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in the will did therefore require some allowance, and a favourable interpretation, and ought to be understood cum grano solis.

But fashions perpetually altering in that age, the fcholaftic brother grew weary of searching farther evafions, and folving everlasting contradictions. Resolved therefore, at all hazards, to comply with the modes of the world, they concerted matters together, and agreed unanimoufly to lock up their father's will in a frong box *, brought out of Greece or Italy, I have forgot which ; and trouble themselves no farther to examine it, but only refer to its authority whenever they thought fit. In consequence whereof, a while after, it grew a general inode to wear an infinite number of points, moft of them tagged with filver. Upon which the scholar pronounced ex cathedra I, that points were absolutely jure paterno, as they might very well remember. It is true indeed, the fashion prescribed somewhat more than were directly named in the will ; however, that they, as heirs general of their father, had power to make and add certain clauses for public emolument, tho' not deducible, totidem verbis, from the letter of the will ; or else mulla absurda fequerentur. This was understood for canonical; and therefore or the following Sunday they came to church, all covered with points.

The learned brother fo often mentioned, was reckoned the best scholar in all that or the next street to it; inson much as, having run something behind-hand in the world, he obtained the favour of a certain Lord I, to receive him into his house, and to teach his children. A while after, the Lord died; and he, by long praélice of his father's will, found the way of contriving a deed of conveyance of that houfe to himself and his heirs. Upon which he took poffeffion, turned the young fquires outy and received his brothers in their stead I.

world,

The Papists formerly forbade the people the use of Scripture in a vulgar tongue: Peter therefore locks up his father's will in. a strong box, brought out of Greece or Italy. These countries are named, because the New Testament is written in Greek; and the vulgar Latin, which is the authentic edition of the Bible in the church of Rome, is in the language of old Italy. W. Wotton.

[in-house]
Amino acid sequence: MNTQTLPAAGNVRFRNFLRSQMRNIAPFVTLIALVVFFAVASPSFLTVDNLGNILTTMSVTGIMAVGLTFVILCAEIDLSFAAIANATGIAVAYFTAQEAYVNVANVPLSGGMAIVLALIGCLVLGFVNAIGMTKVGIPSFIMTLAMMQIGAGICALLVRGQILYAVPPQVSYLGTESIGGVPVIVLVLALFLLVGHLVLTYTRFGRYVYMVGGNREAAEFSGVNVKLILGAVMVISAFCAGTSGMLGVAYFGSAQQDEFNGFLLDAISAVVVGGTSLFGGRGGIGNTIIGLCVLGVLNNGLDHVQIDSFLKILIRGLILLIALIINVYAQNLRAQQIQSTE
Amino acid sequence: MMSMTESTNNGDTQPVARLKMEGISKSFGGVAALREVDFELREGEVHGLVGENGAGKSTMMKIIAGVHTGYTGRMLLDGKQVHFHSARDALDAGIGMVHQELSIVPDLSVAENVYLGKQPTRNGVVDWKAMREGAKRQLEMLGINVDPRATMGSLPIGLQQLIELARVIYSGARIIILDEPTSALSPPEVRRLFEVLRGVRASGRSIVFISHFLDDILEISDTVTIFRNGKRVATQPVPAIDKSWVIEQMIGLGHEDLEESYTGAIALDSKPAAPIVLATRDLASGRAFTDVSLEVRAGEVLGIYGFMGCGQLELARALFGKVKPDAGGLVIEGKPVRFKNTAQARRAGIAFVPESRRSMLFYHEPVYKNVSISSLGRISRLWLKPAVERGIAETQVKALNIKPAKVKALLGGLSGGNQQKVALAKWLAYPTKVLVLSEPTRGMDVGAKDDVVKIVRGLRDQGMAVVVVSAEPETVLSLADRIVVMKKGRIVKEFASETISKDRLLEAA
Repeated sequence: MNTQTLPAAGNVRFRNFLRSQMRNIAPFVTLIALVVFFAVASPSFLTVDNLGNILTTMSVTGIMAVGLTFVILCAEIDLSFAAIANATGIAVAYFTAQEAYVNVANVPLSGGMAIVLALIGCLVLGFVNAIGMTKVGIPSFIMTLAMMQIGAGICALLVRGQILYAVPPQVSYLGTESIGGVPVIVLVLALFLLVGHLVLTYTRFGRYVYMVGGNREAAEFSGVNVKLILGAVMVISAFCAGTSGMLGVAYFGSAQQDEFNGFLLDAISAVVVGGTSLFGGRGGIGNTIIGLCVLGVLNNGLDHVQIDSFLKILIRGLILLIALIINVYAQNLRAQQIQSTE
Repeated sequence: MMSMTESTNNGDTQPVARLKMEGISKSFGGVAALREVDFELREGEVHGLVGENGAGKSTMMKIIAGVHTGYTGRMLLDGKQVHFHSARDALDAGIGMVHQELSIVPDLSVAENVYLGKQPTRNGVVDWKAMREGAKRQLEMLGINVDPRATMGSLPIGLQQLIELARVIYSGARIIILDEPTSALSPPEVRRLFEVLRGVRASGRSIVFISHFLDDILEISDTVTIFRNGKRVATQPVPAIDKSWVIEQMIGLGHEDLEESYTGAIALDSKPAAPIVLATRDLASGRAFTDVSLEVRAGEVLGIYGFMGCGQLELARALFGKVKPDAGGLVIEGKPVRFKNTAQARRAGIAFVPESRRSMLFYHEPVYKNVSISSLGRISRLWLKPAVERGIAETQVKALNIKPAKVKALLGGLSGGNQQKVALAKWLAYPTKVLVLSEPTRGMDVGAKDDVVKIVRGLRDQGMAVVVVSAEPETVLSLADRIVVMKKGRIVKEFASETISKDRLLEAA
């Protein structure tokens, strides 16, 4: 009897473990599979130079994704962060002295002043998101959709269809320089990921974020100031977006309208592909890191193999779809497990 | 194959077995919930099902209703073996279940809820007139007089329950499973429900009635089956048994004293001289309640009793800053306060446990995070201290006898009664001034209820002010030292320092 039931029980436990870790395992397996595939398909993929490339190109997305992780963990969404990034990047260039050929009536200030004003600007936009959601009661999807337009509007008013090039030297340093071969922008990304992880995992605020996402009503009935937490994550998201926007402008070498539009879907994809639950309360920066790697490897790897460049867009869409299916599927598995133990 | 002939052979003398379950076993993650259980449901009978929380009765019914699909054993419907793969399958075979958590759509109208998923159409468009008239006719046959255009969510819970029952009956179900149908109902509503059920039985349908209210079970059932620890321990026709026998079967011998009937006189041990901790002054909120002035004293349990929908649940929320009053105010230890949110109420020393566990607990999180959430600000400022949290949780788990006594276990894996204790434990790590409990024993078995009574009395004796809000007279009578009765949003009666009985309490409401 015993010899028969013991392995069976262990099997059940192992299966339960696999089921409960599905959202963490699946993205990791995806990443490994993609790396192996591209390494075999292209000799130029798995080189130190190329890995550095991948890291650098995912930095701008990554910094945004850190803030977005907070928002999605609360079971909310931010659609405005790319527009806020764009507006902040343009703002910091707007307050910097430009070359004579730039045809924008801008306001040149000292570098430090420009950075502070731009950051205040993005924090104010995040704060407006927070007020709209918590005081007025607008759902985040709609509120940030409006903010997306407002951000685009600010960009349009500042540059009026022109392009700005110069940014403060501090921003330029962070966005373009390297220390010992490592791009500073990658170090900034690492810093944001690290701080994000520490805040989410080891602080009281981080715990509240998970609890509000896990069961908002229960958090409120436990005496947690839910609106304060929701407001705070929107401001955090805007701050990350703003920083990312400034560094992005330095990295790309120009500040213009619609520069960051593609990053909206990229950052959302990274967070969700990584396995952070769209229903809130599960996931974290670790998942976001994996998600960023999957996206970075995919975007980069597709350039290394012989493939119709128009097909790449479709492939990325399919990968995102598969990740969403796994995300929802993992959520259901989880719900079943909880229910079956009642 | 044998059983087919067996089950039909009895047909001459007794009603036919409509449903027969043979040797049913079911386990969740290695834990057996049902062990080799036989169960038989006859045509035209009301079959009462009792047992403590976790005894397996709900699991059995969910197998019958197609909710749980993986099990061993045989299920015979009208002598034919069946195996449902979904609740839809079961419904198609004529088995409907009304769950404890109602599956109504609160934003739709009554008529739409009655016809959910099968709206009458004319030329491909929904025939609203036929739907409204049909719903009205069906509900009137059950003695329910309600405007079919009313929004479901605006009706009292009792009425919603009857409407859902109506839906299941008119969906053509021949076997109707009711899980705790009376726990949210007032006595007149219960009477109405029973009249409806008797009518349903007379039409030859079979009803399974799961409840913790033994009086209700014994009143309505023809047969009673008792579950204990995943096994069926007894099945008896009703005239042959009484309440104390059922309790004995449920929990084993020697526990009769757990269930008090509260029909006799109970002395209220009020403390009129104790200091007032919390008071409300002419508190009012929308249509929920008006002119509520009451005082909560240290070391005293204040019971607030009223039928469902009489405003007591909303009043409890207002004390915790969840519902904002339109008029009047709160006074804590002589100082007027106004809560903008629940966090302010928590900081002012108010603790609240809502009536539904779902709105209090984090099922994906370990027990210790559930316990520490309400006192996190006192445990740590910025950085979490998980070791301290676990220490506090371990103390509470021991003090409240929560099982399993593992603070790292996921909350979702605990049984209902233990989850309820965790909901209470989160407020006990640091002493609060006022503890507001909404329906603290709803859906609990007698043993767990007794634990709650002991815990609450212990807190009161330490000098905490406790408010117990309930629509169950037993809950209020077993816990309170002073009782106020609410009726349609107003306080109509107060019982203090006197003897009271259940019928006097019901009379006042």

The Popes, in their decretals and bulls, have given their fanction to very many gainful doctrines, which are now received in the church of Rome, that are not mentioned in Scripture, and are unknown to the primitive church. Peter accordingly pronounces ex cathedra, That points tagged with silver were absolutely jure paterno: and so they wore them in great numbers.

W. Wotton,

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the rules and methods of writing laid down by the example of our illustrious moderns ; yet has the unhappy fhortness of my memory ted me into an error; from which I must extricate myself, before I can decently pursue my principal fubje&t. [ confess with fhame, it was an unpardonable omission to proceed so far as I have already done, before I had performed the due discourses, expoftulatory, supplicatory, or deprecatory, with my good Lords the critics. Towards fome atonement for this grievous neglect, I do here make humbly bold to present them with a short account of themselves and their art, by looking into the original and pedigree of the word, as it is generally understood among us, and very briefly confidering the antient and present ftare thereof.

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# This was Conftantine the Great, from whom the Popes pretend a donation of St. Peter's patrimony, which they have been pever able to produce.

# Ibid. The Bishops of Rome enjoyed their privileges in Rome at first by the favour of Emperors, whom at last they shut out of their own capital city, and then forged a donation from Con

ftantine the Great, the better to justify what they did. In imitation of this, Peter," having run fomething behind-hand in, thic world, obtained leave of a certain Lord, 60" W. Wotton..

By the word critic, at this day so frequent in all conversations, there have sometimes been distinguished three very different species of mortal men, according as I have read in antient books and pamphlets. For, first, by this term was understood such persons as invented or drew up rules for themselves and the world ; by observing which a careful reader might be able to pronounce upon the productions of the learned, form his taste to a true relish of the sublime and the admirable, and divide every beauty of matter or of style from the corruption that apes it: in their common perufal of books, fingling out the errors and defects, the naufeous, the fulsome, the dull, and the impertinent, with the caution of a man that walks thro' Edinburgh streets in a morning ; who is indeed as careful as he can, to watch diligently and spy out the filth in his way; not that he is curious to observe the colour and complexion of the ordure, or take its dimenfions, much less to be paddling in, or tasting it; but only with a design to come out as cleanly as he may. These men seem, tho' very erroneously, to have understood the appellation of critic in a literal sense ; that one principal part of his office was to praise and acquit ; and that a critic who fets up to read only for an occasion of censure and reproof, is a creature as barbarous as a judge, who should take up a resolution to hang all men that came before him upon a trial.